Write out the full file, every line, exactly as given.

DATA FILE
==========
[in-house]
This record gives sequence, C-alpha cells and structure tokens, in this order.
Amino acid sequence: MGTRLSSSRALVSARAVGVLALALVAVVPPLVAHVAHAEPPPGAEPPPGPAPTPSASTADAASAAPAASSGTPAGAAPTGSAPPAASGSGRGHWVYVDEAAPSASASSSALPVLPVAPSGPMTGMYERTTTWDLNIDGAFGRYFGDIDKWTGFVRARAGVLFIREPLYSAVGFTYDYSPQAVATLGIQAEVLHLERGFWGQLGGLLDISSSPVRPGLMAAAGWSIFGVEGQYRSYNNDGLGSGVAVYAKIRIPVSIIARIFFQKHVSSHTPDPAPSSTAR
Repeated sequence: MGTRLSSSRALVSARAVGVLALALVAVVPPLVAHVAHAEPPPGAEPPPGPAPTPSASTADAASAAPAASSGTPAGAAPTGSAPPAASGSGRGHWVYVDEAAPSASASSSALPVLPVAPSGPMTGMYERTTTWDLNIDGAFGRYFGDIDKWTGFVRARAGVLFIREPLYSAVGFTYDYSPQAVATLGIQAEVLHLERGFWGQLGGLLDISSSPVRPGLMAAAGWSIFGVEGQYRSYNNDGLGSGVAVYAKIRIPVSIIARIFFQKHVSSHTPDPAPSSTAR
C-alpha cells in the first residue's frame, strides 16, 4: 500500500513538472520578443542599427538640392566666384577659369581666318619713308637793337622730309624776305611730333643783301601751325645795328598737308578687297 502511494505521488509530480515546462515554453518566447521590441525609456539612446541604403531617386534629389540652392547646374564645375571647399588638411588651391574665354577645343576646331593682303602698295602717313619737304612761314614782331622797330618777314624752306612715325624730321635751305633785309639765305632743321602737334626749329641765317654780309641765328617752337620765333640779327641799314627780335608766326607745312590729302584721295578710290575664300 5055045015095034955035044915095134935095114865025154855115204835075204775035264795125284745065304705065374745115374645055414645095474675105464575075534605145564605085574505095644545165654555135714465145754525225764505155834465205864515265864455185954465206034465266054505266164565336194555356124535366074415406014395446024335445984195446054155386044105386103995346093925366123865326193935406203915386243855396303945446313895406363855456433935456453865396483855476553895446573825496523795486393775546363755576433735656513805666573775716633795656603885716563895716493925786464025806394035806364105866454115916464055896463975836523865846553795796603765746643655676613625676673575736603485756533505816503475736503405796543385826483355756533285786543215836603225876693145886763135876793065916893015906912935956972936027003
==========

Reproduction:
[in-house]
This record gives sequence, C-alpha cells and structure tokens, in this order.
Amino acid sequence: MGTRLSSSRALVSARAVGVLALALVAVVPPLVAHVAHAEPPPGAEPPPGPAPTPSASTADAASAAPAASSGTPAGAAPTGSAPPAASGSGRGHWVYVDEAAPSASASSSALPVLPVAPSGPMTGMYERTTTWDLNIDGAFGRYFGDIDKWTGFVRARAGVLFIREPLYSAVGFTYDYSPQAVATLGIQAEVLHLERGFWGQLGGLLDISSSPVRPGLMAAAGWSIFGVEGQYRSYNNDGLGSGVAVYAKIRIPVSIIARIFFQKHVSSHTPDPAPSSTAR
Repeated sequence: MGTRLSSSRALVSARAVGVLALALVAVVPPLVAHVAHAEPPPGAEPPPGPAPTPSASTADAASAAPAASSGTPAGAAPTGSAPPAASGSGRGHWVYVDEAAPSASASSSALPVLPVAPSGPMTGMYERTTTWDLNIDGAFGRYFGDIDKWTGFVRARAGVLFIREPLYSAVGFTYDYSPQAVATLGIQAEVLHLERGFWGQLGGLLDISSSPVRPGLMAAAGWSIFGVEGQYRSYNNDGLGSGVAVYAKIRIPVSIIARIFFQKHVSSHTPDPAPSSTAR
C-alpha cells in the first residue's frame, strides 16, 4: 500500500513538472520578443542599427538640392566666384577659369581666318619713308637793337622730309624776305611730333643783301601751325645795328598737308578687297 502511494505521488509530480515546462515554453518566447521590441525609456539612446541604403531617386534629389540652392547646374564645375571647399588638411588651391574665354577645343576646331593682303602698295602717313619737304612761314614782331622797330618777314624752306612715325624730321635751305633785309639765305632743321602737334626749329641765317654780309641765328617752337620765333640779327641799314627780335608766326607745312590729302584721295578710290575664300 5055045015095034955035044915095134935095114865025154855115204835075204775035264795125284745065304705065374745115374645055414645095474675105464575075534605145564605085574505095644545165654555135714465145754525225764505155834465205864515265864455185954465206034465266054505266164565336194555356124535366074415406014395446024335445984195446054155386044105386103995346093925366123865326193935406203915386243855396303945446313895406363855456433935456453865396483855476553895446573825496523795486393775546363755576433735656513805666573775716633795656603885716563895716493925786464025806394035806364105866454115916464055896463975836523865846553795796603765746643655676613625676673575736603485756533505816503475736503405796543385826483355756533285786543215836603225876693145886763135876793065916893015906912935956972936027003